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Marines with 2nd Air-Naval Gunfire Liaison Company, II Marine Expeditionary Force, give teens from the National Guard Youth Challenge Program a combat fitness test aboard Camp Guernsey Army Air Field, Wyo., recently. The exercise involved a two minute maximum set of 30-pound ammo-can shoulder presses and finish with a maneuver under fire course.

Photo by Cpl. Kevin R. Smith

Teens from youth challenge program get Marine experience

9 Nov 2011 | Cpl. Walter D. Marino II

A group of teens received a chance to interact with Marines from Air-Naval Gunfire Liaison Company, II Marine Expeditionary Force, aboard Camp Guernsey Army Air Field, Wyo., recently. In between training events, ANGLICO decided to put some time aside to give the teens a combat fitness test after learning the kids had a genuine interest in the Marine Corps.

The teenagers were from the National Guard Youth Challenge Program, an organization that helps 16-18 year-old high school dropouts earn their high school diploma or GED. Fourteen percent of the graduates join the military and 28 percent continue their education.

The program’s headquarters was located within a five-minute walk of where the Marines were staying on base and occasionally some of the kids would walk over to talk to the Marines.

“They would come up to us at the smoke pit and ask us questions, so I proposed the idea, ran it up the chain and it happened,” said Lt. Geoffrey J. Zann, naval gunfire liaison officer, 2nd ANGLICO. “You never know what kind of impact that could have on them later on.”

The combat fitness test starts with a timed 880-yard run, moves into a two minute maximum set of 30-pound ammo-can shoulder presses and finishes with a maneuver under fire course – which includes exercises such as low crawling, a casualty drag, a fireman’s carry and a sprint with an ammo can in each hand.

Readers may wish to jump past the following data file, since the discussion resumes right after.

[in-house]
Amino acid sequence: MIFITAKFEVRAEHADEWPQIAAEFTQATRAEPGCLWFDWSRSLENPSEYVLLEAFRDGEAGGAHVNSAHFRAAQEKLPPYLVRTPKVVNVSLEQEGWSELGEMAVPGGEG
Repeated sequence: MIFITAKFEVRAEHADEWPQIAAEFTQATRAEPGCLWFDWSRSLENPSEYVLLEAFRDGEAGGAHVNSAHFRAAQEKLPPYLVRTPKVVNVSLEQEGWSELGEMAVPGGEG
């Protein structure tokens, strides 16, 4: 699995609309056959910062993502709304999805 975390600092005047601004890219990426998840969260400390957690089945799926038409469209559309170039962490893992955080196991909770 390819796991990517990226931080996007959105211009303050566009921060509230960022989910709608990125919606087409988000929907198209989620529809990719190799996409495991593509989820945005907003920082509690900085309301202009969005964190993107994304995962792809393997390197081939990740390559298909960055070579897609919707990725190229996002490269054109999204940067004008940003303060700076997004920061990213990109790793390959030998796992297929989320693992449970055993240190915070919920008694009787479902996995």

The intense test is designed to prepare Marines for combat situations, but for the kids it was a chance to experience the physical demands of the Marine Corps and interact with the U.S military. Many of the teens had an interest in joining the service and jumped at the opportunity.

“It’s what I expected, it wasn’t easy, but I did better than I thought I would,” said Coulston S. Spoonhunter, an 18 year-old nephew of a former Marine. “I like this stuff. I like the structure and I want to be a Marine pretty bad. I just need to ask my family.”

When the kids struggled with the intensity of the exercise, Marines encouraged them to push through and finish strong.

“I think for every kid that did the exercise had about four-to-seven Marines encouraging them,” said Zann.

One of the Marines helping conduct the CFT said he thoroughly enjoyed providing the teens the experience.

“I thought it was awesome – they seemed to get a lot out of it. One of the kids told me, ‘Marines are legit,’” said Capt. Jared S. Stokes, power control team leader, 2nd ANGLICO, with a proud smile and chuckle. “I thought that was the coolest thing. A lot of them would move from the encouragement. I saw this little kid that couldn’t have been more than 105 pounds and he was cranking them out. I told him, you got this and he cranked out more of them. We got questions at the end, like how long we had been in and one kid said, ‘there’s Army strong and then there’s you guys.’”

In time, these kids will graduate from the National Guard Youth Challenge program and whichever path they chose, whether military or not, they now know a little more about who Marines are.

“It was a great experience seeing what they get to do,” said Jacinto T. Zavala, who recently enlisted in the Army National guard. “I have a high respect for Marines. I liked that they pushed us with positive motivation.”